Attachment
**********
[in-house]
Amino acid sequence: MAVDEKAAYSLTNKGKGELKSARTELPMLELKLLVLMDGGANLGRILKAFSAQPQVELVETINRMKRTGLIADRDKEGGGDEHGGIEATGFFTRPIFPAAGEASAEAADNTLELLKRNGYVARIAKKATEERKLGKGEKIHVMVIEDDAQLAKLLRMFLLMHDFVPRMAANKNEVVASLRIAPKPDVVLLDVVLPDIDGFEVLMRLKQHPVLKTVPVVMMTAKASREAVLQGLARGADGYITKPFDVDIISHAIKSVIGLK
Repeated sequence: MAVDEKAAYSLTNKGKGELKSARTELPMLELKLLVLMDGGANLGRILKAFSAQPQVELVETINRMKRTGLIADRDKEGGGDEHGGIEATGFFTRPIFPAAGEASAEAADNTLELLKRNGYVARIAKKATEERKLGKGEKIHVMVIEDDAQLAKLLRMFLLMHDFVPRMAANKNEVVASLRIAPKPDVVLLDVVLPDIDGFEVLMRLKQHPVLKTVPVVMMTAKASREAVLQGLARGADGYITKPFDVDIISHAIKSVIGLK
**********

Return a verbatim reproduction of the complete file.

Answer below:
[in-house]
Amino acid sequence: MAVDEKAAYSLTNKGKGELKSARTELPMLELKLLVLMDGGANLGRILKAFSAQPQVELVETINRMKRTGLIADRDKEGGGDEHGGIEATGFFTRPIFPAAGEASAEAADNTLELLKRNGYVARIAKKATEERKLGKGEKIHVMVIEDDAQLAKLLRMFLLMHDFVPRMAANKNEVVASLRIAPKPDVVLLDVVLPDIDGFEVLMRLKQHPVLKTVPVVMMTAKASREAVLQGLARGADGYITKPFDVDIISHAIKSVIGLK
Repeated sequence: MAVDEKAAYSLTNKGKGELKSARTELPMLELKLLVLMDGGANLGRILKAFSAQPQVELVETINRMKRTGLIADRDKEGGGDEHGGIEATGFFTRPIFPAAGEASAEAADNTLELLKRNGYVARIAKKATEERKLGKGEKIHVMVIEDDAQLAKLLRMFLLMHDFVPRMAANKNEVVASLRIAPKPDVVLLDVVLPDIDGFEVLMRLKQHPVLKTVPVVMMTAKASREAVLQGLARGADGYITKPFDVDIISHAIKSVIGLK